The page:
Steering Wheel

Duncan Ford Young

The steering wheel's faded and out of moisture,
But I remember when it was as minted as
Your uncle in those old pictures,
Hair slicked back like molten brown iron,
Smiling tan in a 1973 orange-ribbed turtleneck.
(At the nursing home his arm hangs over the bed
Like a rusted boom.)
I've tried the dashboard treatments,
And they leave the wheel slick and lemony
Like trailside-rotted fruit, bled of juice in summer.
But there are still the fine diamond shaped creases in the leather
Like those in crispy fall leaves before they crumble.

The ways in which my hands have gripped this wheel:
Casually with my left hand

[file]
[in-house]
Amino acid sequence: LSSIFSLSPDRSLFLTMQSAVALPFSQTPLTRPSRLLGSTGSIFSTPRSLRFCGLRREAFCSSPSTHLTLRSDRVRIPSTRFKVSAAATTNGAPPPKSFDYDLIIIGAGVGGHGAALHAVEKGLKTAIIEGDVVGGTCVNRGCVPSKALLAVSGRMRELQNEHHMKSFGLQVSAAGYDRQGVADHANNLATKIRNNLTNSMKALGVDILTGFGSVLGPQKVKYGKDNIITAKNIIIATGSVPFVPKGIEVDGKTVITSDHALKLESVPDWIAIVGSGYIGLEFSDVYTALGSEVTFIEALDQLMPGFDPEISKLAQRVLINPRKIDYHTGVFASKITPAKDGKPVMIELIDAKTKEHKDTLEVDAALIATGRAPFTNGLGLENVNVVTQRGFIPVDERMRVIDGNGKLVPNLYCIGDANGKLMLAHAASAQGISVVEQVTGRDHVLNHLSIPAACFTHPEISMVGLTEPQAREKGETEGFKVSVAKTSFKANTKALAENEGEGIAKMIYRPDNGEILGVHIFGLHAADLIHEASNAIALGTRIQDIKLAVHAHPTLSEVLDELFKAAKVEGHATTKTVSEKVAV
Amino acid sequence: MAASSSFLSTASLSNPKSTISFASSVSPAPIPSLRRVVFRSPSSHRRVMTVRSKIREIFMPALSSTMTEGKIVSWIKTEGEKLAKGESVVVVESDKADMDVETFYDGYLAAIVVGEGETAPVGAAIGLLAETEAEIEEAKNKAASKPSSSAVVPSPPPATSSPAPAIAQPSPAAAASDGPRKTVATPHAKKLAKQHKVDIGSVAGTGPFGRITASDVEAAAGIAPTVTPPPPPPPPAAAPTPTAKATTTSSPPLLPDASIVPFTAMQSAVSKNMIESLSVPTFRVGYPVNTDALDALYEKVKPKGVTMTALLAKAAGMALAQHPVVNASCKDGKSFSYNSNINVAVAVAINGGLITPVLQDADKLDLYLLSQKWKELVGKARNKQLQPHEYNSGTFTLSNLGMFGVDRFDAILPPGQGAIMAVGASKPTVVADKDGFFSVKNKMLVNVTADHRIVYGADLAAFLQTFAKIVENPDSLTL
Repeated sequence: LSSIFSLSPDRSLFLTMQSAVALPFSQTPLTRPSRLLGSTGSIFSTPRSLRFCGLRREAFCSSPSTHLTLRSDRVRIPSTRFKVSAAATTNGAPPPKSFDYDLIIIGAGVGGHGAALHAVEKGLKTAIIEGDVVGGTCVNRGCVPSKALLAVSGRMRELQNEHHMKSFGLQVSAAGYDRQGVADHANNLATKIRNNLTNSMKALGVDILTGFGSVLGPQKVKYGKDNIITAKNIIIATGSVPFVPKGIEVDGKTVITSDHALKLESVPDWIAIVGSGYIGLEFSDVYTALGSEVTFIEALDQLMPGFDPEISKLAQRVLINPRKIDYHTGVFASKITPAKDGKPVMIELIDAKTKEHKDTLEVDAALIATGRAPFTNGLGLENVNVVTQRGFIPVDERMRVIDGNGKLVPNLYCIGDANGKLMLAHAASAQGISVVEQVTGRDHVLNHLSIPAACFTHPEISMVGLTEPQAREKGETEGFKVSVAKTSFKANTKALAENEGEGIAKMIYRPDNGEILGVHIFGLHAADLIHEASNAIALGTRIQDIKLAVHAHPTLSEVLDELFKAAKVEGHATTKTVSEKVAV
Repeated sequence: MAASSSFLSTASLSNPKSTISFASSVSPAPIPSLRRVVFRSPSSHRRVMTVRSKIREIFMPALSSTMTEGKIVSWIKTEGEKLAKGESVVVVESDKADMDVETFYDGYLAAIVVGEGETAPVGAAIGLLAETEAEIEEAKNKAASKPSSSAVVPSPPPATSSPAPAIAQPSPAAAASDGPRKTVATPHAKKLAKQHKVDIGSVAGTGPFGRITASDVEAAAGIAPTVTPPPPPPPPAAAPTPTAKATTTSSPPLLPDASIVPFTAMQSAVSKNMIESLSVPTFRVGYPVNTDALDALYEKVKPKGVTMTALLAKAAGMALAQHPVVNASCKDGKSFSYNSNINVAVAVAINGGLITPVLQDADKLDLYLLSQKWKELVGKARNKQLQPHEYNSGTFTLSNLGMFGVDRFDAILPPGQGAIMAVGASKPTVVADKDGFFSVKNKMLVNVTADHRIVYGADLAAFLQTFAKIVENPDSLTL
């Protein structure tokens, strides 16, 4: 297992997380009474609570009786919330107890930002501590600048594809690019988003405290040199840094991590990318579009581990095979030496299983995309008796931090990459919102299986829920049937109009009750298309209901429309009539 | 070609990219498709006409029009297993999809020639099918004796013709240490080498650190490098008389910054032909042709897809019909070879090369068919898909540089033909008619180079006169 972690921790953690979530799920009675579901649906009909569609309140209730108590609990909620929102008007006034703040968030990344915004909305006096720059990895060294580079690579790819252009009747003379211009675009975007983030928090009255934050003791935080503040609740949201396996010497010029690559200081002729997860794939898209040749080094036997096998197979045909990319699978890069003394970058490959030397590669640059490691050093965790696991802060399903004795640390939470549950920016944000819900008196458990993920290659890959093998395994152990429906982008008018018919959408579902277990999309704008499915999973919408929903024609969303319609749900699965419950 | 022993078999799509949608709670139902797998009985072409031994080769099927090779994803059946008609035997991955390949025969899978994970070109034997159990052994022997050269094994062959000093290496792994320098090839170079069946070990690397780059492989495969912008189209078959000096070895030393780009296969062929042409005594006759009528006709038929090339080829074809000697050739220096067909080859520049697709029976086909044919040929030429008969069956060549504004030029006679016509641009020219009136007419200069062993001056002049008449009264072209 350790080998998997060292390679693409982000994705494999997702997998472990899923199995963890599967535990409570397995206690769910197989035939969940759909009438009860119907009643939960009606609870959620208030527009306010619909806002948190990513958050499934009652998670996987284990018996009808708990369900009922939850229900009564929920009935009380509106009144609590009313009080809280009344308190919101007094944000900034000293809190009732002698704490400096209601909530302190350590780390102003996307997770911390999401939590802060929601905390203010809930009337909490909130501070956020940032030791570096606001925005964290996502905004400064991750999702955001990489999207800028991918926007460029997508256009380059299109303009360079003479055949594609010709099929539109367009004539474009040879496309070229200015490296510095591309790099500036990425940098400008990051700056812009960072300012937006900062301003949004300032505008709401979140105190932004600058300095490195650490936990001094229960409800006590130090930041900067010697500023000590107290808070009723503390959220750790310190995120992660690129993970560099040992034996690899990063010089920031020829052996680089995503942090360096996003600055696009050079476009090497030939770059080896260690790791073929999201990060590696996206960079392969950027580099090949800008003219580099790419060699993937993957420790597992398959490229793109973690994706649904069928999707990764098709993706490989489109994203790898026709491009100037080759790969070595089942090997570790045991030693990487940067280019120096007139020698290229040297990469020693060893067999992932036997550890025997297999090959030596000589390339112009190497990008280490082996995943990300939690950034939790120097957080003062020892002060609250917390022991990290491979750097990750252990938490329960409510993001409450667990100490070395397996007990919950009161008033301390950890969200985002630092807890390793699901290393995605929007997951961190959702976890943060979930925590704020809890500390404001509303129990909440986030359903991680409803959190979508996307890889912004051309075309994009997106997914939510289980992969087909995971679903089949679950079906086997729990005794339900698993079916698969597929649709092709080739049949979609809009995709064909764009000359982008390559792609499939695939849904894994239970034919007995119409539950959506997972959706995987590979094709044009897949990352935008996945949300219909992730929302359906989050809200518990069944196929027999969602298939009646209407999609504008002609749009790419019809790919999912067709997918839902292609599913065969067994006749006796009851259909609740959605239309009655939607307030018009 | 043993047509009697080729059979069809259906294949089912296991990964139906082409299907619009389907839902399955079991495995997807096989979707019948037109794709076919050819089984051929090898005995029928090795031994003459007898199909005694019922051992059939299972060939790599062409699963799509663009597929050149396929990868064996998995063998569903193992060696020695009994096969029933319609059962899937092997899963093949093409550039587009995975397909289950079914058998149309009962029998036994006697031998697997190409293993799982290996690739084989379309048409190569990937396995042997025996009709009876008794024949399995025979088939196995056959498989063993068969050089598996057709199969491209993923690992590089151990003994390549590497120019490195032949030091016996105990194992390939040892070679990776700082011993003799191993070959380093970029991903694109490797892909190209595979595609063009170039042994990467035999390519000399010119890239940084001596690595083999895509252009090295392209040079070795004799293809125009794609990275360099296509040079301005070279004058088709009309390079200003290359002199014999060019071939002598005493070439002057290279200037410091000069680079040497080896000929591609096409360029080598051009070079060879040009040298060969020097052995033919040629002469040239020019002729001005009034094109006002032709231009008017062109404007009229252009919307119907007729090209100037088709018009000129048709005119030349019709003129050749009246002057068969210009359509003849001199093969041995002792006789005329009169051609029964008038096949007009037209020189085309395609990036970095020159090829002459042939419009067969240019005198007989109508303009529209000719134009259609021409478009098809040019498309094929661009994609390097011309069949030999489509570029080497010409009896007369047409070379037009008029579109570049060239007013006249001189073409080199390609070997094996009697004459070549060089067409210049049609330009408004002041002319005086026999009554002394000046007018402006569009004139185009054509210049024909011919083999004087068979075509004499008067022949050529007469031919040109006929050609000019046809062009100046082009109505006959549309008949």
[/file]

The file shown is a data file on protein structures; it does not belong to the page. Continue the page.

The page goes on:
As the right moved boldly to her brushed velvet knee
(Too soon as it turned out)
As I tried to squeeze my mind away from fear
And onto a narrow path free of dangerous thoughts;
As I arched my neck to catch the rear view mirror mouthings
Of songs I wish I wrote;
Or not gripped at all
But pounded with the fat sole of my hand
As anger rose and fell like sea spray
And I made a ledger entry into my book of dark places.


The 2River View, 3_1 (Fall 1998)